these equations are pleasing in terms of the rate that v zero and sine alpha appear in the equations.

But now comes an important point which I am going to use throughout this lecture.

I want to know what OS is.

The distance OS... I shoot it up and it hits the floor again What is that distance that it travels? Well, for that, I need equation number one.

It is v zero x times the time and v zero x is v zero cosine alpha.

We got v zero cosine alpha times the time to hit it--

that is two v zero sine alpha.

So I get a two here, I get a sine alpha, and I get a g here and I have another v zero there, and so the answer is a v zero squared times the sine of the double angle--

remember, two cosine alpha sine alpha is the sine of two alpha--

divided by g.

And this is OS, and I'm going to need this a lot.

This reminds me not to remove it.

Now, I sort of wonder, and you should too why is it that the highest point in the sky has a v zero squared and why is the farthest point also...

why does it also have a v zero squared? There must be a way that you can reason that.

Why is it not just v zero? Why is it v zero squared? Well, I'll let you argue about the highest points, and I'll give you a good reason for the distance, OS.

Don't look at the equations.

You simply...

Think for a change.

1. Para Dosen MIT di Departemen Fisika

a. Prof. Walter Lewin, Ph.D.

b. Prof. Bernd Surrow, Ph.D.

2. Para Dosen Pendidikan Fisika, FPMIPA, Universitas Pendidikan Indonesia.

Terima Kasih Semoga Bermanfaat dan mohon Maaf apabila ada kesalahan.

## Jumat, 17 September 2010

### Belajar itu Asyik

Berikut ini adalah tips dan triks yang dapat menjadi masukan berharga dalam mempersiapkan diri dalam menghadapi ulangan atau ujian :

1. Belajar Kelompok

Belajar kelompok dapat menjadi kegiatan belajar menjadi lebih menyenangkan karena ditemani oleh teman dan berada di rumah sendiri sehingga dapat lebih santai. Namun sebaiknya tetap didampingi oleh orang dewasa seperti kakak, paman, bibi atau orang tua agar belajar tidak berubah menjadi bermain. Belajar kelompok ada baiknya mengajak teman yang pandai dan rajin belajar agar yang tidak pandai jadi ketularan pintar. Dalam belajar kelompok kegiatannya adalah membahas pelajaran yang belum dipahami oleh semua atau sebagian kelompok belajar baik yang sudah dijelaskan guru maupun belum dijelaskan guru.

2. Rajin Membuat Catatan Intisari Pelajaran

Bagian-bagian penting dari pelajaran sebaiknya dibuat catatan di kertas atau buku kecil yang dapat dibawa kemana-mana sehingga dapat dibaca di mana pun kita berada. Namun catatan tersebut jangan dijadikan media mencontek karena dapat merugikan kita sendiri.

3. Membuat Perencanaan Yang Baik

Untuk mencapai suatu tujuan biasanya diiringi oleh rencana yang baik. Oleh karena itu ada baiknya kita membuat rencana belajar dan rencana pencapaian nilai untuk mengetahui apakah kegiatan belajar yang kita lakukan telah maksimal atau perlu ditingkatkan. Sesuaikan target pencapaian dengan kemampuan yang kita miliki. Jangan menargetkan yang yang nomor satu jika saat ini kita masih di luar 10 besar di kelas. Buat rencana belajar yang diprioritaskan pada mata pelajaran yang lemah. Buatlah jadwal belajar yang baik.

4. Disiplin Dalam Belajar

Apabila kita telah membuat jadwal belajar maka harus dijalankan dengan baik. Contohnya seperti belajar tepat waktu dan serius tidak sambil main-main dengan konsentrasi penuh. Jika waktu makan, mandi, ibadah, dan sebagainya telah tiba maka jangan ditunda-tunda lagi. Lanjutkan belajar setelah melakukan kegiatan tersebut jika waktu belajar belum usai. Bermain dengan teman atau game dapat merusak konsentrasi belajar. Sebaiknya kegiatan bermain juga dijadwalkan dengan waktu yang cukup panjang namun tidak melelahkan jika dilakukan sebelum waktu belajar. Jika bermain video game sebaiknya pilih game yang mendidik dan tidak menimbulkan rasa penasaran yang tinggi ataupun rasa kekesalan yang tinggi jika kalah.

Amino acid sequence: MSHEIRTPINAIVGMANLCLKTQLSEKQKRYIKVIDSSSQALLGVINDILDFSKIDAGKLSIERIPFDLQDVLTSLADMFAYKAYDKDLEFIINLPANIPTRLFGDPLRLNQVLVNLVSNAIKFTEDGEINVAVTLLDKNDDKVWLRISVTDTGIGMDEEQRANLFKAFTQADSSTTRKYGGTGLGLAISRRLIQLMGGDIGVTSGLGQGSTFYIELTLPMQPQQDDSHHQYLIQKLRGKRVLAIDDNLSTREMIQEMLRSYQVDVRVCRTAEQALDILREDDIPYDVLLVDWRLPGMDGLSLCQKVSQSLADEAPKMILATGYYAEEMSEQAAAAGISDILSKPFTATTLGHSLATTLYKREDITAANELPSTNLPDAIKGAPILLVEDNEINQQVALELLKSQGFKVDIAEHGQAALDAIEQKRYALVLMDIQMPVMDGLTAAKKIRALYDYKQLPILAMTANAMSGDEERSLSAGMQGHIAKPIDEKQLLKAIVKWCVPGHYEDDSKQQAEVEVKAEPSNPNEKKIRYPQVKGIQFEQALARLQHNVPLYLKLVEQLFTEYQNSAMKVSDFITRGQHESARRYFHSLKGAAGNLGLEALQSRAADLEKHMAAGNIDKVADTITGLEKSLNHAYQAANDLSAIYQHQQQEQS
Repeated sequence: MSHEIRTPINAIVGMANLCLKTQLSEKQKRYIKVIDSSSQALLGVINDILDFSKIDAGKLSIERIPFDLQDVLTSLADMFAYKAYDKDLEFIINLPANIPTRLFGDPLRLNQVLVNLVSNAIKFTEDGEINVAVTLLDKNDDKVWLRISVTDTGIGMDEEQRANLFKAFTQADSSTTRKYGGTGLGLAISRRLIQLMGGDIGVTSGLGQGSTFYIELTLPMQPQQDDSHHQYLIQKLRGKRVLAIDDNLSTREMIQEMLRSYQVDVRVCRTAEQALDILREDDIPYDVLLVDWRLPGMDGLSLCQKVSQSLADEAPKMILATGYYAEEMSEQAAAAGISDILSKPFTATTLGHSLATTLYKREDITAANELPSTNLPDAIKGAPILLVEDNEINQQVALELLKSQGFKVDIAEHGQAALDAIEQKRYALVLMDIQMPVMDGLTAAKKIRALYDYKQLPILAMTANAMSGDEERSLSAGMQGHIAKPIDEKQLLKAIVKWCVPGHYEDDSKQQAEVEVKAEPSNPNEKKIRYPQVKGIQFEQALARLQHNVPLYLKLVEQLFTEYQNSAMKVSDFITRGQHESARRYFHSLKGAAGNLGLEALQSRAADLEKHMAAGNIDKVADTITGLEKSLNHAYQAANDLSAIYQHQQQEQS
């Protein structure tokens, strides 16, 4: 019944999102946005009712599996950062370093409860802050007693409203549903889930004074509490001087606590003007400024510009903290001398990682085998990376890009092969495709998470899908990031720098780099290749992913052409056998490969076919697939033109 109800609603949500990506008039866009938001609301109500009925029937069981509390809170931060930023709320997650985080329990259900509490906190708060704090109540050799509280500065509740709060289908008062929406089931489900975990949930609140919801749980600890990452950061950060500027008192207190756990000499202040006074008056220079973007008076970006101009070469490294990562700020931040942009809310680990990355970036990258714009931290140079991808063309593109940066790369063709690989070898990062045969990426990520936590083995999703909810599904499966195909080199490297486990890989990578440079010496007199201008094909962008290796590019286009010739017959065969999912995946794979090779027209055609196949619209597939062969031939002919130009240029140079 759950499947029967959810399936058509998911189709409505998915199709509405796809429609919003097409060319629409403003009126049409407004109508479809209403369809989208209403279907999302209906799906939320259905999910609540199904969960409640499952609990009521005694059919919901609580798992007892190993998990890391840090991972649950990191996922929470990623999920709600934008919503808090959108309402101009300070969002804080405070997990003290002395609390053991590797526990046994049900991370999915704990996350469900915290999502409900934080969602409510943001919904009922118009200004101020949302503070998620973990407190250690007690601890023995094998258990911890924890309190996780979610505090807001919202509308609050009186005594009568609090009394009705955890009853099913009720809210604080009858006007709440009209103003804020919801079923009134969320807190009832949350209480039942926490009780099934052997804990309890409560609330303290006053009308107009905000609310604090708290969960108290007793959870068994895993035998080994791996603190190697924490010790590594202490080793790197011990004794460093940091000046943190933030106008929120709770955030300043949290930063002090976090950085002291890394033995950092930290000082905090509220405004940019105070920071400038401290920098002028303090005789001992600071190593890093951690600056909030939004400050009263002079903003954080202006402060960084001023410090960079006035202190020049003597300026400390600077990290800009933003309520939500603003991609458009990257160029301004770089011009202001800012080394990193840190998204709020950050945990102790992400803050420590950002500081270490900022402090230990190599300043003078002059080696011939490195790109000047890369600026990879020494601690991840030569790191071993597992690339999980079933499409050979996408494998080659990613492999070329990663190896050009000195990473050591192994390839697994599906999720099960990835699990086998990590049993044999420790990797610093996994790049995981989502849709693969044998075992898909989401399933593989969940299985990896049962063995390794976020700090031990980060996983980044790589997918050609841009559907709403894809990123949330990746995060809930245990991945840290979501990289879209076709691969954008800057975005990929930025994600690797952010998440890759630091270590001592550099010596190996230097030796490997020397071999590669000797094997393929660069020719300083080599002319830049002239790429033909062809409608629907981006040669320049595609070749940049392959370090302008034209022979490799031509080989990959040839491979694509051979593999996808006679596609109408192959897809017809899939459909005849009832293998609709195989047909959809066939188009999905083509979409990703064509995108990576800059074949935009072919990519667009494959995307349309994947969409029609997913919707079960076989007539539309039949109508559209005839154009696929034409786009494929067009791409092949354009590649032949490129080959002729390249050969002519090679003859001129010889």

5. Menjadi Aktif Bertanya dan Ditanya

Jika ada hal yang belum jelas, maka tanyakan kepada guru, teman atau orang tua. Jika kita bertanya biasanya kita akan ingat jawabannya. Jika bertanya, bertanyalah secukupnya dan jangan bersifat menguji orang yang kita tanya. Tawarkanlah pada teman untuk bertanya kepada kita hal-hal yang belum dia pahami. Semakin banyak ditanya maka kita dapat semakin ingat dengan jawaban dan apabila kita juga tidak tahu jawaban yang benar, maka kita dapat membahasnya bersama-sama dengan teman. Selain itu

6. Belajar Dengan Serius dan Tekun

Ketika belajar di kelas dengarkan dan catat apa yang guru jelaskan. Catat yang penting karena bisa saja hal tersebut tidak ada di buku dan nanti akan keluar saat ulangan atau ujian. Ketika waktu luang baca kembali catatan yang telah dibuat tadi dan hapalkan sambil dimengerti. Jika kita sudah merasa mantap dengan suatu pelajaran maka ujilah diri sendiri dengan soal-soal. Setelah soal dikerjakan periksa jawaban dengan kunci jawaban. Pelajari kembali soal-soal yang salah dijawab.

7. Hindari Belajar Berlebihan

Jika waktu ujian atau ulangan sudah dekat biasanya kita akan panik jika belum siap. Jalan pintas yang sering dilakukan oleh pelajar yang belum siap adalah dengan belajar hingga larut malam / begadang atau membuat contekan. Sebaiknya ketika akan ujian tetap tidur tepat waktu karena jika bergadang semalaman akan membawa dampak yang buruk bagi kesehatan, terutama bagi anak-anak.

8. Jujur Dalam Mengerjakan Ulangan Dan Ujian

Hindari mencontek ketika sedang mengerjakan soal ulangan atau ujian. Mencontek dapat membuat sifat kita curang dan pembohong. Kebohongan bagaimanapun juga tidak dapat ditutup-tutupi terus-menerus dan cenderung untuk melakukan kebohongan selanjutnya untuk menutupi kebohongan selanjutnya. Anggaplah dengan nyontek pasti akan ketahuan guru dan memiliki masa depan sebagai penjahat apabila kita melakukan kecurangan.